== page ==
The “Fantastic Four” franchise steps it up a notch for “Rise of the Silver Surfer” (2007), which many superhero genre observers point to as 1) the best “Fantastic Four” movie and 2) evidence that the “Fantastic Four” franchise is pretty darn weak, if this is the best entry. The titular Oscar-statuette-looking demigod, performed by genre regular Doug Jones and voiced by Laurence Fishburne, has pathos: He must create craters in the Earth to destroy it, because it’s what he was made to do by his planet-eating creator, Galactus. But he doesn’t like doing it.
I appreciate that “Silver Surfer” is only 90 minutes long. There’s something to be said about this straightforward plot from Mark Frost (who returns from the first entry) and Don Payne: Our heroes must grab the surfboard or convince the Surfer to stop what he’s doing. Still, if I had my druthers, I would’ve cut more stuff and beefed up other threads.
Doctor Doom (Julian McMahon), on the short list of the worst superhero movie villains ever, pops up again to basically say “Nah-nah-na-boo-boo” when Reed (Ioan Gruffudd) asks him to please turn over the Surfboard since the fate of the Earth is at stake. I could’ve done without Doctor Doom.
Again directed by Tim Story, the sequel squanders what could’ve been a cute relationship between Johnny (Chris Evans) and an initially uptight Army Captain Raye (Beau Garrett). She spurns his advances, but at the end she’s his date at the wedding of Reed and Sue (Jessica Alba). I would’ve liked at least one scene where she warms up to him.
As with the 2005 film, the personal drama is light, with obvious solutions. Reed keeps getting distracted from his wedding by work, but since that work involves saving the human race, Sue can’t be too hard on him. Ben (Michael Chiklis) is doing fine now, having embraced his identity as The Thing with help from his loving, blind girlfriend Alicia (Kerry Washington).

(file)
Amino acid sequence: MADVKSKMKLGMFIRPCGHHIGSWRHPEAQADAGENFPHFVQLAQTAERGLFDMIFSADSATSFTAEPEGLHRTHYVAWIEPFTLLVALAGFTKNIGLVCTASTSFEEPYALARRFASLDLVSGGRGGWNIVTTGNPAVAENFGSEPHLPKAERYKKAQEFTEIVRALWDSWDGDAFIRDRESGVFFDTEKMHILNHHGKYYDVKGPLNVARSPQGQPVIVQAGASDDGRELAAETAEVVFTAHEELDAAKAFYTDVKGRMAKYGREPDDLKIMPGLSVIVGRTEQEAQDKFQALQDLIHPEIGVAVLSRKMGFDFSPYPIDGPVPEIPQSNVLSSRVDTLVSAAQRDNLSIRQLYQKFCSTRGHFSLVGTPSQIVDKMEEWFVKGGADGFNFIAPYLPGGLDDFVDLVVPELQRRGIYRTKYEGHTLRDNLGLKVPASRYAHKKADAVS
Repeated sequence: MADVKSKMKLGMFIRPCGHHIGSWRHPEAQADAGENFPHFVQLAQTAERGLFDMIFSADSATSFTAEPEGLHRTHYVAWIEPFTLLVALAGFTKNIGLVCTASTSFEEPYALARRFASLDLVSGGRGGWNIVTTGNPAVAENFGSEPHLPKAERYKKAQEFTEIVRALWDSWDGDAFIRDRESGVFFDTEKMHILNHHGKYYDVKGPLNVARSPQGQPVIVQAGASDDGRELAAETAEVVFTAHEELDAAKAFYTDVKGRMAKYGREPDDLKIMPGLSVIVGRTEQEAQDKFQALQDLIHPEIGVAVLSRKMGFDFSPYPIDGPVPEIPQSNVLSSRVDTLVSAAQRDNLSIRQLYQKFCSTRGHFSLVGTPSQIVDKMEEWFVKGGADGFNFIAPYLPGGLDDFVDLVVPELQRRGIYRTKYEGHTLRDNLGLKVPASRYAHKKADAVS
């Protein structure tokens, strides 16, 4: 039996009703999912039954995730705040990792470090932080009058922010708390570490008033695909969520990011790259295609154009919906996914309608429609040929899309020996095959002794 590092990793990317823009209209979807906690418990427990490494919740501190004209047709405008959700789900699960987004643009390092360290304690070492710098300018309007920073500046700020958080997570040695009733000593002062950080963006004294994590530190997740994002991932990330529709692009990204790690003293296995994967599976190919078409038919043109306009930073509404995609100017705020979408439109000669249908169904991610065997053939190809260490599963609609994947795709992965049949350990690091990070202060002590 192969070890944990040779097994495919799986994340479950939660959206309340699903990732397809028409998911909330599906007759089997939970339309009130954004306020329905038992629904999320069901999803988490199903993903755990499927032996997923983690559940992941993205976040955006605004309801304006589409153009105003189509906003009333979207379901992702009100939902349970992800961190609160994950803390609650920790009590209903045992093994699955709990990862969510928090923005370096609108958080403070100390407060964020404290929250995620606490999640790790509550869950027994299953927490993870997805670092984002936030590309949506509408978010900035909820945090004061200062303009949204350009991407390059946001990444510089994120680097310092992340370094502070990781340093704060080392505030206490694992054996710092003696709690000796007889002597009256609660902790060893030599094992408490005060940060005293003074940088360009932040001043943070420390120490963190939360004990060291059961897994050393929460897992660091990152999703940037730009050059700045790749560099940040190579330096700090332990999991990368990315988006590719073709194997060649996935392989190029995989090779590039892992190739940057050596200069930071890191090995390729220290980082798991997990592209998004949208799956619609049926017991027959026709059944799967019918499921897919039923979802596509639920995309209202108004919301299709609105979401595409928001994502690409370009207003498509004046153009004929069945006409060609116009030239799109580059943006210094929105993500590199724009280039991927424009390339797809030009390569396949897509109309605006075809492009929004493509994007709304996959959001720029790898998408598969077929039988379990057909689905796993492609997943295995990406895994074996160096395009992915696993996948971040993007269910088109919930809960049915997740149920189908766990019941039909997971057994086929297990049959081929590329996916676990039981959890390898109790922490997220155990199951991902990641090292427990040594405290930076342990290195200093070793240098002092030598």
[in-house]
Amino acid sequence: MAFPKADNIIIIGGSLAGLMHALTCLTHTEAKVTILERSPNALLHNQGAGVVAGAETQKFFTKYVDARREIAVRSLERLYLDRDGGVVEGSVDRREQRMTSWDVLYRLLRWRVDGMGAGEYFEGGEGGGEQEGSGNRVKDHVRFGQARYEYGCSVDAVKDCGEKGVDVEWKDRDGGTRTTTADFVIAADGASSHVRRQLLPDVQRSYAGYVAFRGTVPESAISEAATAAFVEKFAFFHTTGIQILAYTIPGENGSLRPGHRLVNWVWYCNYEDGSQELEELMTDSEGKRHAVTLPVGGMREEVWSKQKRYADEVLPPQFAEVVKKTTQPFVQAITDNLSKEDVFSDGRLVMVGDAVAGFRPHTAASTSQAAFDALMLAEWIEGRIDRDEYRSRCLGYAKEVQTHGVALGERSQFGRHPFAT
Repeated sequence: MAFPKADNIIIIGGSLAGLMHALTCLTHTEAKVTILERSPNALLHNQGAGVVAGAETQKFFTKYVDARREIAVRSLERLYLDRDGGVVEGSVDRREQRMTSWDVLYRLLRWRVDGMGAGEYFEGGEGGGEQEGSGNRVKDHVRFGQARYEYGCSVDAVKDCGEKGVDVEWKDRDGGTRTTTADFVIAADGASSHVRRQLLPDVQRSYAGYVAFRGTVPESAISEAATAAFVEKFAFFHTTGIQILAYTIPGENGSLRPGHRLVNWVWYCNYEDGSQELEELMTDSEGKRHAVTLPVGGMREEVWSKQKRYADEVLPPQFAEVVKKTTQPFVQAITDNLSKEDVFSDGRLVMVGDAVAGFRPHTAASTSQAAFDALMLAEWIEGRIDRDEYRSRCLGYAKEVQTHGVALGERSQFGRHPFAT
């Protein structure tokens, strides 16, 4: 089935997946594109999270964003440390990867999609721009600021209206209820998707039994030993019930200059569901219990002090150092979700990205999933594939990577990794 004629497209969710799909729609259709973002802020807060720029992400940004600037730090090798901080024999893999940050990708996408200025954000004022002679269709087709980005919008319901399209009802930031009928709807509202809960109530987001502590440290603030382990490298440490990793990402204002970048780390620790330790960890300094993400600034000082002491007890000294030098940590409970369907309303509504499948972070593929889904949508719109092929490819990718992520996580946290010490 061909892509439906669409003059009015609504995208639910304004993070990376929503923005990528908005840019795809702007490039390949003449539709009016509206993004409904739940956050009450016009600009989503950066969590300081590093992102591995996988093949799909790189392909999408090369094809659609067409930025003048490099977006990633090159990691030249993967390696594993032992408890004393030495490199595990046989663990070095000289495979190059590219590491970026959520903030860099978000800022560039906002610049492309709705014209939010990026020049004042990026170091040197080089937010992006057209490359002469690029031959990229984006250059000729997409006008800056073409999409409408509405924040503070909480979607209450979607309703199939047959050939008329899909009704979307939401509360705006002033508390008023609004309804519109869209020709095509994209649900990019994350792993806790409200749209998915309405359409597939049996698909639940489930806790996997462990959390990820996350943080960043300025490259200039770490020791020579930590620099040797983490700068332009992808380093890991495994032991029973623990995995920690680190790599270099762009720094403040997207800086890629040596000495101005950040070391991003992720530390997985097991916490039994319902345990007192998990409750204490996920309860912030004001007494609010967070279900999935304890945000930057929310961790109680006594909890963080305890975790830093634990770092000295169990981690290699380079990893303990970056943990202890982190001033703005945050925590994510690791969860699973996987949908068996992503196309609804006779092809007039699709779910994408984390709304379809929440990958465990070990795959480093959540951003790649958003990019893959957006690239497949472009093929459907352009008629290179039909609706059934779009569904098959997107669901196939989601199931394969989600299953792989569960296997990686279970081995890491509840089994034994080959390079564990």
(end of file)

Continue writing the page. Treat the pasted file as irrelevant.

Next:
(There might be something to dig into about how only a blind woman could love a man with that face, but she does feel his features upon meeting him, so it’s more of a case of two people from minority groups getting together. But like everything in these films, it’s all rather fluffy.)
Again, the highlights are the special effects and the occasional quip. “Silver Surfer” introduces a contrived but fun conceit where when Johnny touches someone, they trade powers. So at various points, he uses the invisibility of his sister, the stretchiness of Reed and the rockiness of Ben. The big set piece here is a Ferris wheel that’s about to fall into a river that’s being drained by one of the Surfer-created craters (don’t think too hard about the science). It shows the F4’s teamwork and it is neat how Reed wraps himself around the wheel to hold it together.
Jones and Fishburne give gravitas to the Silver Surfer, a villain who doesn’t want to be a villain. “Silver Surfer” only touches on the idea of galactic stakes (although this extreme is arguably preferable than the other extreme – for example, Thanos’ speechifying in “Avengers: Infinity War”). And it’s not interested in fleshing out the crowd-pleasing Johnny-and-Raye relationship. The overall lightness and predictability makes me resist dwelling too much on “Silver Surfer,” but at 90 minutes, it’s easy and painless to watch.